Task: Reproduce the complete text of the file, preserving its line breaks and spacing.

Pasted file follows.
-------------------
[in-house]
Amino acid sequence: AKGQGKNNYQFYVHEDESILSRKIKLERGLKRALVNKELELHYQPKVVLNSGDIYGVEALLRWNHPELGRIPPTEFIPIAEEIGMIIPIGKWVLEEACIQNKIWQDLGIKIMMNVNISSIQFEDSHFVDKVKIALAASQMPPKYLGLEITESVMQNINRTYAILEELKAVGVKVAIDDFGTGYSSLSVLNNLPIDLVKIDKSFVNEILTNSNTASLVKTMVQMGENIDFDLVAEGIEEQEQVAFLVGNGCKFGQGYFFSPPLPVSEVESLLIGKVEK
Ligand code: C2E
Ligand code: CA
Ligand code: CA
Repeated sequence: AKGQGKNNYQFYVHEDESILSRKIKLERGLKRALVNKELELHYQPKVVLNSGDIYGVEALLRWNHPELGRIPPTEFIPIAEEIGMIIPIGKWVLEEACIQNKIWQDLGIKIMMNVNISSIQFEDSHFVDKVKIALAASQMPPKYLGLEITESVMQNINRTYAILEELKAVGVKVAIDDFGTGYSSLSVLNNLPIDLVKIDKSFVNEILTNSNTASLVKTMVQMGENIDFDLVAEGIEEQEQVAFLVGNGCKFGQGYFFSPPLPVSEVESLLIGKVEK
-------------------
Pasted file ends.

[in-house]
Amino acid sequence: AKGQGKNNYQFYVHEDESILSRKIKLERGLKRALVNKELELHYQPKVVLNSGDIYGVEALLRWNHPELGRIPPTEFIPIAEEIGMIIPIGKWVLEEACIQNKIWQDLGIKIMMNVNISSIQFEDSHFVDKVKIALAASQMPPKYLGLEITESVMQNINRTYAILEELKAVGVKVAIDDFGTGYSSLSVLNNLPIDLVKIDKSFVNEILTNSNTASLVKTMVQMGENIDFDLVAEGIEEQEQVAFLVGNGCKFGQGYFFSPPLPVSEVESLLIGKVEK
Ligand code: C2E
Ligand code: CA
Ligand code: CA
Repeated sequence: AKGQGKNNYQFYVHEDESILSRKIKLERGLKRALVNKELELHYQPKVVLNSGDIYGVEALLRWNHPELGRIPPTEFIPIAEEIGMIIPIGKWVLEEACIQNKIWQDLGIKIMMNVNISSIQFEDSHFVDKVKIALAASQMPPKYLGLEITESVMQNINRTYAILEELKAVGVKVAIDDFGTGYSSLSVLNNLPIDLVKIDKSFVNEILTNSNTASLVKTMVQMGENIDFDLVAEGIEEQEQVAFLVGNGCKFGQGYFFSPPLPVSEVESLLIGKVEK